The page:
Well, Millennial, you may have lower credit scores than Mom, less financial stability than Dad, and lack the funds to leave your childhood home. But there is one thing you have in common with the ‘rents — you’re probably making the same amount of money they did at your age.
According to a new report from the Center for American Progress (CAP), median compensation (wages plus the value of employer benefits) for a 30-year-old in 2014 was below that of a 30-year-old 10 years earlier. Instead, 30-year-olds today make around the same amount of money as 30-year-olds in 1984 — $19.30 an hour.
That compensation’s been adjusted for inflation. Still, get ready for the kickers — the wage equivalency, the report notes, exists despite the fact that today’s 30-year-olds are 50% more likely to have finished college. They also work in an economy that is 70% more productive. Translation: there’s a good chance you’re being asked to do more at work than Mom and Dad were.
You’re also probably carrying a lot more debt, thanks largely to that aforementioned college degree. The CAP report cites a Federal Reserve Bank of New York analysis finding the share of 25-year-olds with student debt has increased from just 25% in 2003 to 43% in 2012 with the average student loan balance among them growing by 91%, from $10,649 in 2003 to $20,326 in 2012.
CAP’s data is culled from Center for Economic and Policy Research population survey extracts from 1979 to 2014; its report identifies millennials as people born between 1981 and 1997.
Why the Low Wages?
You can essentially blame the economic recession.
“Millennials have spent almost their entire working lives in a labor market that is loose—with too many job seekers and too few jobs—and where private-sector labor unions are almost entirely absent,” author Brendan Duke wrote in the report. “Certainly, monetary policy that promotes employment while making it easier for workers to form unions would help millennials make up lost ground.”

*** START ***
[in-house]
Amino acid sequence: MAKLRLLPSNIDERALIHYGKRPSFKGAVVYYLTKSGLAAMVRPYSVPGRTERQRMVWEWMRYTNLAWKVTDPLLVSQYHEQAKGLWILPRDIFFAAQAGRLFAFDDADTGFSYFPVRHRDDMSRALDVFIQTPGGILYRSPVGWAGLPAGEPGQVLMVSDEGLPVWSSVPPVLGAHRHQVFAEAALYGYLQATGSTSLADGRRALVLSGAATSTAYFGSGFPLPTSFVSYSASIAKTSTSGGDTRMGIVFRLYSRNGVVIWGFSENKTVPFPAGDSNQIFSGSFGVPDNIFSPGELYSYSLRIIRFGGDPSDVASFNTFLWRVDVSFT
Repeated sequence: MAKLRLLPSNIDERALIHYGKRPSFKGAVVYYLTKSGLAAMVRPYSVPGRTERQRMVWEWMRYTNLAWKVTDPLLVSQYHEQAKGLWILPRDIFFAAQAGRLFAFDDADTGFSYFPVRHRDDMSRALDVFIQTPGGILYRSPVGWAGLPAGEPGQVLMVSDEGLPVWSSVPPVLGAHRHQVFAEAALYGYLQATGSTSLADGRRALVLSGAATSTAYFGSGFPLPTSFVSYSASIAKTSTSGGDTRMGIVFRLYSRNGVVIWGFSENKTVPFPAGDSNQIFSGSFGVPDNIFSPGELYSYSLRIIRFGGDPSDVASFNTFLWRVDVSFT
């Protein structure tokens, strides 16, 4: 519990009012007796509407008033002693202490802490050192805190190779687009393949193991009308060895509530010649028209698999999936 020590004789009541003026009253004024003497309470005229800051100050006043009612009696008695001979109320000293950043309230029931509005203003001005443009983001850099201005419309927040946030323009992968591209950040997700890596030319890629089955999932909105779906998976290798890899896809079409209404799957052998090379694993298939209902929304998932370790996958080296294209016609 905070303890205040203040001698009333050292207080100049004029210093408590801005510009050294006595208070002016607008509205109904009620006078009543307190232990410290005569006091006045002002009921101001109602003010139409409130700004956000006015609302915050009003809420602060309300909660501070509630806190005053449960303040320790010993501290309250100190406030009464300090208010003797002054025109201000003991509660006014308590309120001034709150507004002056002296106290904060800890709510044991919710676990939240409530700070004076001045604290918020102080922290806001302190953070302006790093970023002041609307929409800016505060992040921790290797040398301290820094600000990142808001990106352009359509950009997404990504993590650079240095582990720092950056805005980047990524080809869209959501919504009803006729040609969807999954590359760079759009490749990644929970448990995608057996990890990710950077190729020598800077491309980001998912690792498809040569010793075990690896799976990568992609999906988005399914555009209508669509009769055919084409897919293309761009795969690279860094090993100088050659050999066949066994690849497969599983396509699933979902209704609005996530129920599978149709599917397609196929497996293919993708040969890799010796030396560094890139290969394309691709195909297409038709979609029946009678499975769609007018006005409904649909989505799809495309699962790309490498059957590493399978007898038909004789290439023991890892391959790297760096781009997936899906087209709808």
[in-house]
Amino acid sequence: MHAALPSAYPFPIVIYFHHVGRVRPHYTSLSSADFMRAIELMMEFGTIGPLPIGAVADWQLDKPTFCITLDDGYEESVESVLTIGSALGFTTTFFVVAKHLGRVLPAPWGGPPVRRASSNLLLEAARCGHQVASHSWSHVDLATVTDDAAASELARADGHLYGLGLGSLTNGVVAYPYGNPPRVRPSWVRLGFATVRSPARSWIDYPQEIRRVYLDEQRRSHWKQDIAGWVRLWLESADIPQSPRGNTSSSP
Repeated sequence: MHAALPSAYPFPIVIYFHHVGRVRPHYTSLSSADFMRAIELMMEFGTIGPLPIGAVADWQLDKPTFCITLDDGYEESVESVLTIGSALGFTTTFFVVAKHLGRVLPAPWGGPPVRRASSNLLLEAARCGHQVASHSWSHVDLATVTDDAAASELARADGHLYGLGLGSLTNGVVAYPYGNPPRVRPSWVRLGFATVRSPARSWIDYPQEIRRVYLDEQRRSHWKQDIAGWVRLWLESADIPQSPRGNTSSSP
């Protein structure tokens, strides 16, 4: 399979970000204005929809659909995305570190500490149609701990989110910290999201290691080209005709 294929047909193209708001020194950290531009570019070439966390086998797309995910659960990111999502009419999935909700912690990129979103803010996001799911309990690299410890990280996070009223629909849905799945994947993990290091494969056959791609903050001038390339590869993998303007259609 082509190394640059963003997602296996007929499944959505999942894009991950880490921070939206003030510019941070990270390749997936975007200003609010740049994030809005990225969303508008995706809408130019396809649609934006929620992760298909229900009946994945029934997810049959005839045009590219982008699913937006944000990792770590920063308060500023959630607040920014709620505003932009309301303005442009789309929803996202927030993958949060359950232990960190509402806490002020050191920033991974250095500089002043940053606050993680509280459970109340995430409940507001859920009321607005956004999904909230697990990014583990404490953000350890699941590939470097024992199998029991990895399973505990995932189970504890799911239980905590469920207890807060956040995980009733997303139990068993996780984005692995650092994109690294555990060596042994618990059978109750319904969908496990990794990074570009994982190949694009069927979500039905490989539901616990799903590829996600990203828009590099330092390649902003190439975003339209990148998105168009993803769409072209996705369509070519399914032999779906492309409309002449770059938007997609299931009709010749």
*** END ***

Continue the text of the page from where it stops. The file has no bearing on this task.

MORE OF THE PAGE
CAP suggested the implementation of paid family and medical leave and subsidized child care laws could give this generation “a real financial boost.”
For now, millennials may be able to increase their salary by negotiating a raise with their employer or researching and contacting companies that are known to offer better compensation packages to qualified employees.
And those saddled with severe student loan debt can looking into income-based repayment options, student loan forgiveness programs, default rehabilitation or, even, refinancing with a private lender. (If you are looking to refinance, you may want to check your credit first since a good credit score can help you qualify for better rates on a new loan. You can go see how your student loan debt may be affecting your credit score by viewing your free credit report summary, updated each month, on Credit.com.)
This article originally appeared on Credit.com and was written by Jeanine Skowronski.